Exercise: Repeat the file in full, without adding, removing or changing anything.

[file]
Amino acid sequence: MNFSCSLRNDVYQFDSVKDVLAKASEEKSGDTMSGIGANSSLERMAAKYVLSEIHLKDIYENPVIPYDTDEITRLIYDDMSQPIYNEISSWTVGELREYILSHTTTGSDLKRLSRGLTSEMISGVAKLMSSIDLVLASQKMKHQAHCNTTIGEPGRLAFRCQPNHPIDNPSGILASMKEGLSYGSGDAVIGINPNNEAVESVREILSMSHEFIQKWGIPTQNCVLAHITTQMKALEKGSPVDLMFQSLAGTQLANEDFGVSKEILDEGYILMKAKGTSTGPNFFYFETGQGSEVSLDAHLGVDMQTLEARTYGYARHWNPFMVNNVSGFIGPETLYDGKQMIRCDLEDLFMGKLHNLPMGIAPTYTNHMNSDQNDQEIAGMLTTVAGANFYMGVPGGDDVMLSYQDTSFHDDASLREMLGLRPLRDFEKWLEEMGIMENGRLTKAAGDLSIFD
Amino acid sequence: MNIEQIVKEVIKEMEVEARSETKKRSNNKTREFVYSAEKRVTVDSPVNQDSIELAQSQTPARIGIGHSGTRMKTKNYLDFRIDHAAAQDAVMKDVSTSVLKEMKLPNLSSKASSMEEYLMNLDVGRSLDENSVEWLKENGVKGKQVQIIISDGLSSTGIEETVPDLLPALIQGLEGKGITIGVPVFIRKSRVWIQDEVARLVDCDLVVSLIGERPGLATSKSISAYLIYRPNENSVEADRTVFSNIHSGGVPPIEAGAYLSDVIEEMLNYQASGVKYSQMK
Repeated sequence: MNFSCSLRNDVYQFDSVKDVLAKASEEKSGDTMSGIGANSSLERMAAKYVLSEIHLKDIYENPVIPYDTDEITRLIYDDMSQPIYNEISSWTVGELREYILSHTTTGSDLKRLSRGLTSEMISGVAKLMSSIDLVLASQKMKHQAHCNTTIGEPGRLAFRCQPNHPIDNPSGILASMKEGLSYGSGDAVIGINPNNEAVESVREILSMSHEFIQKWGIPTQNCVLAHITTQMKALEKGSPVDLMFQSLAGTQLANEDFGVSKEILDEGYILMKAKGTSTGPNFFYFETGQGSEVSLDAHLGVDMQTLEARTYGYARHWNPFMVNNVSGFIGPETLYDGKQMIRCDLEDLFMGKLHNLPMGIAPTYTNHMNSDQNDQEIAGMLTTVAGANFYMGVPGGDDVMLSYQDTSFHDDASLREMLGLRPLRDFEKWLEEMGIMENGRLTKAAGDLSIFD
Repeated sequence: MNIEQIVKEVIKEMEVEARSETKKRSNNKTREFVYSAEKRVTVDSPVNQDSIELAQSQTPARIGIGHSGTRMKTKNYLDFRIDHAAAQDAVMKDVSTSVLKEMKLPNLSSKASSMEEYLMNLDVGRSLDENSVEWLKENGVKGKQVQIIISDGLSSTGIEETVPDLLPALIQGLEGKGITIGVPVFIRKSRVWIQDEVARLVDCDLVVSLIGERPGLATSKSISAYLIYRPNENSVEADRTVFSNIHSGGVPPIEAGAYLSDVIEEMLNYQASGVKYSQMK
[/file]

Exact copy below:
Amino acid sequence: MNFSCSLRNDVYQFDSVKDVLAKASEEKSGDTMSGIGANSSLERMAAKYVLSEIHLKDIYENPVIPYDTDEITRLIYDDMSQPIYNEISSWTVGELREYILSHTTTGSDLKRLSRGLTSEMISGVAKLMSSIDLVLASQKMKHQAHCNTTIGEPGRLAFRCQPNHPIDNPSGILASMKEGLSYGSGDAVIGINPNNEAVESVREILSMSHEFIQKWGIPTQNCVLAHITTQMKALEKGSPVDLMFQSLAGTQLANEDFGVSKEILDEGYILMKAKGTSTGPNFFYFETGQGSEVSLDAHLGVDMQTLEARTYGYARHWNPFMVNNVSGFIGPETLYDGKQMIRCDLEDLFMGKLHNLPMGIAPTYTNHMNSDQNDQEIAGMLTTVAGANFYMGVPGGDDVMLSYQDTSFHDDASLREMLGLRPLRDFEKWLEEMGIMENGRLTKAAGDLSIFD
Amino acid sequence: MNIEQIVKEVIKEMEVEARSETKKRSNNKTREFVYSAEKRVTVDSPVNQDSIELAQSQTPARIGIGHSGTRMKTKNYLDFRIDHAAAQDAVMKDVSTSVLKEMKLPNLSSKASSMEEYLMNLDVGRSLDENSVEWLKENGVKGKQVQIIISDGLSSTGIEETVPDLLPALIQGLEGKGITIGVPVFIRKSRVWIQDEVARLVDCDLVVSLIGERPGLATSKSISAYLIYRPNENSVEADRTVFSNIHSGGVPPIEAGAYLSDVIEEMLNYQASGVKYSQMK
Repeated sequence: MNFSCSLRNDVYQFDSVKDVLAKASEEKSGDTMSGIGANSSLERMAAKYVLSEIHLKDIYENPVIPYDTDEITRLIYDDMSQPIYNEISSWTVGELREYILSHTTTGSDLKRLSRGLTSEMISGVAKLMSSIDLVLASQKMKHQAHCNTTIGEPGRLAFRCQPNHPIDNPSGILASMKEGLSYGSGDAVIGINPNNEAVESVREILSMSHEFIQKWGIPTQNCVLAHITTQMKALEKGSPVDLMFQSLAGTQLANEDFGVSKEILDEGYILMKAKGTSTGPNFFYFETGQGSEVSLDAHLGVDMQTLEARTYGYARHWNPFMVNNVSGFIGPETLYDGKQMIRCDLEDLFMGKLHNLPMGIAPTYTNHMNSDQNDQEIAGMLTTVAGANFYMGVPGGDDVMLSYQDTSFHDDASLREMLGLRPLRDFEKWLEEMGIMENGRLTKAAGDLSIFD
Repeated sequence: MNIEQIVKEVIKEMEVEARSETKKRSNNKTREFVYSAEKRVTVDSPVNQDSIELAQSQTPARIGIGHSGTRMKTKNYLDFRIDHAAAQDAVMKDVSTSVLKEMKLPNLSSKASSMEEYLMNLDVGRSLDENSVEWLKENGVKGKQVQIIISDGLSSTGIEETVPDLLPALIQGLEGKGITIGVPVFIRKSRVWIQDEVARLVDCDLVVSLIGERPGLATSKSISAYLIYRPNENSVEADRTVFSNIHSGGVPPIEAGAYLSDVIEEMLNYQASGVKYSQMK